On June 24, Turkey voters decided in the favor of Tayyip Erdogan and his Justice and Development Party (AKP) in both the presidential and parliamentary elections. The elections were called in advance and came after the narrowly approved referendum last year which gave enormous powers to the President and abolished the post of Prime Minister. Erdogan’s AKP Party also secured a majority in the Parliament with its allies although its vote share got reduced from the last elections. Vijay Prashad and E. Ahmet Tonak, writing for The Hindu analysed the elections results, the aftermath and the extraordinary circumstances that the elections were held in.
According to Amnesty International, the elections took place in a “climate of fear”. The media dedicated a majority of its reporting to Erdogan’s campaign. At the same time Selahattin Demirtaş, the presidential candidate for the People’s Democratic Party (HDP) had to run his campaign from prison. Despite a strong support in his election rallies, the challenger to Erdogan, Muharrem İnce of the Republican People’s Party (CHP) could manage to secure only 30% votes, thus failing in taking the fight to the second round.
Burhan Sönmez, the Turkish novelist, wrote in our book ‘Strongmen: Trump-Modi-Erdogan-Duterte’ a fable on the Turkish President Tayyip Erdogan. We did a short interview with him on the results of Turkey Elections along with an excerpt from his fable on Erdogan in our book.
With the post of Prime Minister abolished and a weak Parliament after the referendum, how do you see this election victory for Erdogan?
Erdogan’s dream has always been to get rid of parliamentarian democracy and create a one-man-ruling system for himself. Now he has managed to clear the way with the support of half of the public.
What do these election results mean for the opposition parties such as CHP (People’s Republican Party), its allies and Kurdish HDP (People’s Democratic Party)?
Opposition acted wisely during this election. They ran separately to weaken Erdogan’s party from different aspects. The aim was to keep Erdogan’s votes below 50% and then to unite against him in the second round which was supposed to be held in two weeks times. But Erdogan managed to cross the line by a little margin, he got 52%.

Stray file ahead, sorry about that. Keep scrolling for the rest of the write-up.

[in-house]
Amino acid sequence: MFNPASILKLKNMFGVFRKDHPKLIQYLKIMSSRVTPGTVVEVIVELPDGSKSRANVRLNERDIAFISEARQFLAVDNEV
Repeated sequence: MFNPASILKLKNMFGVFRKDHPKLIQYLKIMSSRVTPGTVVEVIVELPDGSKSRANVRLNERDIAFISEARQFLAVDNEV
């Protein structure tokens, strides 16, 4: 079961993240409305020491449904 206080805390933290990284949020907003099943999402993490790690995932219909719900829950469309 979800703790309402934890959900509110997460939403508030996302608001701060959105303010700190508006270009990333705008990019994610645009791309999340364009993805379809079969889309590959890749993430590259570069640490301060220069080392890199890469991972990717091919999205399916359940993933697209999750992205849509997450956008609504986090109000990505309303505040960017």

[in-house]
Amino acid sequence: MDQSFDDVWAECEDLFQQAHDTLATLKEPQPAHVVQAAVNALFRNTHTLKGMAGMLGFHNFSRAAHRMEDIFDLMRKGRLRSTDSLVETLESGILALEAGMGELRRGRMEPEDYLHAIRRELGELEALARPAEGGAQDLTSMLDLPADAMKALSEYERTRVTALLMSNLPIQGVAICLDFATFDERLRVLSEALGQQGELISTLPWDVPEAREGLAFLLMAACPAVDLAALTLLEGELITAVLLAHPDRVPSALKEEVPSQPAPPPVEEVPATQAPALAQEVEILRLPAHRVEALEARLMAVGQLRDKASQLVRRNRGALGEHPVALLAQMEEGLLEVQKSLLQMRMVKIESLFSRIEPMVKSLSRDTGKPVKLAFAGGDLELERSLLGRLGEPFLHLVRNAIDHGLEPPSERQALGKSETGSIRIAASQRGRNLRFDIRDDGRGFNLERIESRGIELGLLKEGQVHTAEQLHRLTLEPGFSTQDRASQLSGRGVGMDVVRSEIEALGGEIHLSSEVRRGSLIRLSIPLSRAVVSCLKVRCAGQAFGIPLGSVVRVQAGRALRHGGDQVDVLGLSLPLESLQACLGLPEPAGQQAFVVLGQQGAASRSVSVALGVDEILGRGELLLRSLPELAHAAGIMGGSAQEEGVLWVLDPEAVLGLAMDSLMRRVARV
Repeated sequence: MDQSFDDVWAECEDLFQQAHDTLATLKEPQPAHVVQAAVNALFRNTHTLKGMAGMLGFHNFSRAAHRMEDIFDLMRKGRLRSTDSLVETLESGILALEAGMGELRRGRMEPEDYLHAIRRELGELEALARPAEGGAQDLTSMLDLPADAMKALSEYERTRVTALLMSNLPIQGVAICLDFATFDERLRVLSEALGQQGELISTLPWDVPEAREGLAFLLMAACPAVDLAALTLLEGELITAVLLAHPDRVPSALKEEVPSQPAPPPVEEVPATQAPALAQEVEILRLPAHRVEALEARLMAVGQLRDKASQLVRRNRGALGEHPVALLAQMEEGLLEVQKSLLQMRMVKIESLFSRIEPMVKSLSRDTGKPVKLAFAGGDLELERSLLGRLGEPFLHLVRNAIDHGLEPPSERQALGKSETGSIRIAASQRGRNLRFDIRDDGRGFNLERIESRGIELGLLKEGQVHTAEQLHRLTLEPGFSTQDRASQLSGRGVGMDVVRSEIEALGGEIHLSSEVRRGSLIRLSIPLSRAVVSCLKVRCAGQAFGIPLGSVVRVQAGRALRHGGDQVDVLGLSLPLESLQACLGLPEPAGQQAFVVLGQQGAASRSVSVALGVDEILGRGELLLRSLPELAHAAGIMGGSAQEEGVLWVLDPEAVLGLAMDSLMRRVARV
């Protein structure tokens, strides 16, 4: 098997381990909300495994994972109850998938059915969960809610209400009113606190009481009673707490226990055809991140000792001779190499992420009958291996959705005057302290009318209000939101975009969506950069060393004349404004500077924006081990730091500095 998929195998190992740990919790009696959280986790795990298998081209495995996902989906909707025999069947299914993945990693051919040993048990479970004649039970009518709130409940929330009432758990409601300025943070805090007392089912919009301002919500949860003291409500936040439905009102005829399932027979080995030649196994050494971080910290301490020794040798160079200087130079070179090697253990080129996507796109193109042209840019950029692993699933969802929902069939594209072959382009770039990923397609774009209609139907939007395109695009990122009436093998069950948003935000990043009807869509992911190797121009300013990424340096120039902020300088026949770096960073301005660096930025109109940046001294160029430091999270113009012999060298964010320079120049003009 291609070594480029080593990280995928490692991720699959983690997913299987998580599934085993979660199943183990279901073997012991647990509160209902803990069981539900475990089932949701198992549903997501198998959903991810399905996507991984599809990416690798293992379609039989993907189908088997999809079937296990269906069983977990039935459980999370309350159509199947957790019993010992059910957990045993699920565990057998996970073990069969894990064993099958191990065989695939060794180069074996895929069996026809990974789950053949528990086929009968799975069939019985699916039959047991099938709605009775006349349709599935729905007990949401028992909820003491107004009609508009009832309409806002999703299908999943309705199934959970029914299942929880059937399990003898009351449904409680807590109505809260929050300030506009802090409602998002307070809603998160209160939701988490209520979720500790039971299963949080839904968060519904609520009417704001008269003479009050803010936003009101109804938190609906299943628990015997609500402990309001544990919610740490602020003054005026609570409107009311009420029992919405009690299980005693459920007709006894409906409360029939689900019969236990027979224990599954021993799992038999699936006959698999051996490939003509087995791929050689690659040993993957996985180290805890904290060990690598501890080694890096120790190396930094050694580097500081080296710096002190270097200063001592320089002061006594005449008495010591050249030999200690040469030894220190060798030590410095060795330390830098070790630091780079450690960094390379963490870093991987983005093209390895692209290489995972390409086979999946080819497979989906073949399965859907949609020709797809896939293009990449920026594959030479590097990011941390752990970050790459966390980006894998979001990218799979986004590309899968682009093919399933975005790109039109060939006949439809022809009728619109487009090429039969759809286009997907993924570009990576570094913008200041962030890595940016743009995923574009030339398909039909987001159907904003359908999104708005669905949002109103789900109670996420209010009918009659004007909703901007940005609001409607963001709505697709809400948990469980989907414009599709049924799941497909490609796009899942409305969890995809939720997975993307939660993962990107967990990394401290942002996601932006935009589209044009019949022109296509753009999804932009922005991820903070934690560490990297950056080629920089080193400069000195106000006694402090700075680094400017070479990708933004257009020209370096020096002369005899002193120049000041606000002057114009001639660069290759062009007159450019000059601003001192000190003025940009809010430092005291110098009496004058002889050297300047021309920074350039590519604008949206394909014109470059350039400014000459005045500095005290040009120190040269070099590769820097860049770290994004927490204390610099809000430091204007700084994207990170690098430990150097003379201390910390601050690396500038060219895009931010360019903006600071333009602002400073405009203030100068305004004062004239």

You wrote in your essay on Erdogan that Left-wing groups and parties, trade unions, intellectuals etc. have been the most determined in the opposition against Erdogan but since they are divided among themselves for different reasons, it has been advantageous for Erdogan. The election campaign saw huge turnouts in rallies of the opposition leaders. Where did the campaign go wrong?
That is the point. Anti-Erdogan initiatives are strong, they got mobilized well. But they are not capable of entering in the public spheres where Erdogan gets his support. The problem in Turkey is that our society is now divided with high walls it is so difficult to cross these walls. One half does not have influence on the other half. The opposition may well be organised, that is one thing, but now one more thing is needed that is to explore on the public fields where Erdogan get fed.
What is the way ahead for ‘Progressives’ in Turkey?
There is no need to lose hope. Struggle for freedom is a long run. The opposition parties and groups should support each other as they did recently and find ways of touching different layers of the society who are under the influence of Erdogan’s religious and nationalist discourse.
An excerpt from Burhan Sonmez’s fable on Erdogan
When Erdoğan started to run for office in 1994, he took off his wedding ring from his finger. He held it up to the people during a speech. ‘That is my only wealth,’ he said in front of the press. Five years later, in 1999, he stated, ‘If some day you hear that Tayyip Erdoğan has become so rich you should consider that he has committed sinful things.’ This was the year when he ascended to the peak of his fame as a victim. Erdoğan was convicted by the Turkish state for reciting a poem during a rally. The poem, written by Turkish nationalist Ziya Gökalp a century before, was said to be changed from its original by Erdoğan; he added in some extra elements.